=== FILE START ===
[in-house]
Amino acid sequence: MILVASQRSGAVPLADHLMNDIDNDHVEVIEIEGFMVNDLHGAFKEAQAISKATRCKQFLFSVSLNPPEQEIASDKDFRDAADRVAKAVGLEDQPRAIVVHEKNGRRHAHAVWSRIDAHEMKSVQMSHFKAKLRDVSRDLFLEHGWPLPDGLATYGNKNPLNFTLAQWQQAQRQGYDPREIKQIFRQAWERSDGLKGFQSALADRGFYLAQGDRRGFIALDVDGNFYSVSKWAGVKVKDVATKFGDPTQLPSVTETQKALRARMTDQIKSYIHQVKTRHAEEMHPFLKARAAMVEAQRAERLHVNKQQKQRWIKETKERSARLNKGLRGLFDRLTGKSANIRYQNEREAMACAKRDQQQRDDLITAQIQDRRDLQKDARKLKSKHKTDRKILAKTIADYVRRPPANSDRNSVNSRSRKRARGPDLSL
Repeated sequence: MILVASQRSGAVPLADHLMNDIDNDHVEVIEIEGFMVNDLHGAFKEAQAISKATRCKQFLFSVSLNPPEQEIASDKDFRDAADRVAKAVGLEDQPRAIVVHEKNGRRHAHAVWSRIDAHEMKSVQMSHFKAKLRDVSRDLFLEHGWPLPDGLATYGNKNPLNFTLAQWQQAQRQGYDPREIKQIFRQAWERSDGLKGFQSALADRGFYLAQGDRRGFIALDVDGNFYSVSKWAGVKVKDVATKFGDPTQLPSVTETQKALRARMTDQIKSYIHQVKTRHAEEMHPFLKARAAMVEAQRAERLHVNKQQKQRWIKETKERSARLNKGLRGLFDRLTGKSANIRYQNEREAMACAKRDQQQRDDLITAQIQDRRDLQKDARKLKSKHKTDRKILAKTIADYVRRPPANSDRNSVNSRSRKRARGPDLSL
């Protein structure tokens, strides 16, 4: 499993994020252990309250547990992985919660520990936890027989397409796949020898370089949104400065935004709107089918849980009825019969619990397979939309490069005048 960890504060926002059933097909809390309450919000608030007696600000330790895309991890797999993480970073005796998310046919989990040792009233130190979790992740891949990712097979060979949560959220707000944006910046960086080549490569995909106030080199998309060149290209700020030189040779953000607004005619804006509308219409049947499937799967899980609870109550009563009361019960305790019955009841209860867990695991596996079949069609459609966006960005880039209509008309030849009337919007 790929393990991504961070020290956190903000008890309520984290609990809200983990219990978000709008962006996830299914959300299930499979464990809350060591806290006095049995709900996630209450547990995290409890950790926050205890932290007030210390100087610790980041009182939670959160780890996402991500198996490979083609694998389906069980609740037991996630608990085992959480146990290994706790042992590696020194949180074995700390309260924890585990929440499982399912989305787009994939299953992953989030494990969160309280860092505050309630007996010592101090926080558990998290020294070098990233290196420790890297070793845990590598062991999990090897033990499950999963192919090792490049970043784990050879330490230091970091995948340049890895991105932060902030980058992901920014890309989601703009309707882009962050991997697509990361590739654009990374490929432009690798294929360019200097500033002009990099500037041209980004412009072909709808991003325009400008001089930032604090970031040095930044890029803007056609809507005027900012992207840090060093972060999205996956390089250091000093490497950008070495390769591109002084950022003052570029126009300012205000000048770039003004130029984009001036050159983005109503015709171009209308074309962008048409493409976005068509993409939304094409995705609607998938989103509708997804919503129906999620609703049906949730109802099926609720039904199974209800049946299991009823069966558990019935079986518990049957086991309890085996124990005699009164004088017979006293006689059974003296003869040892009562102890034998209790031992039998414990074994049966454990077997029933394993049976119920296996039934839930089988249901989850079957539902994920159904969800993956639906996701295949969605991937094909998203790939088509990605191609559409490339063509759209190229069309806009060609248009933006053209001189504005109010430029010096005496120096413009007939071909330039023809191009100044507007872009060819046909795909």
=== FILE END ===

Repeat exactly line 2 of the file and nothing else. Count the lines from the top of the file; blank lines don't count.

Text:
Amino acid sequence: MILVASQRSGAVPLADHLMNDIDNDHVEVIEIEGFMVNDLHGAFKEAQAISKATRCKQFLFSVSLNPPEQEIASDKDFRDAADRVAKAVGLEDQPRAIVVHEKNGRRHAHAVWSRIDAHEMKSVQMSHFKAKLRDVSRDLFLEHGWPLPDGLATYGNKNPLNFTLAQWQQAQRQGYDPREIKQIFRQAWERSDGLKGFQSALADRGFYLAQGDRRGFIALDVDGNFYSVSKWAGVKVKDVATKFGDPTQLPSVTETQKALRARMTDQIKSYIHQVKTRHAEEMHPFLKARAAMVEAQRAERLHVNKQQKQRWIKETKERSARLNKGLRGLFDRLTGKSANIRYQNEREAMACAKRDQQQRDDLITAQIQDRRDLQKDARKLKSKHKTDRKILAKTIADYVRRPPANSDRNSVNSRSRKRARGPDLSL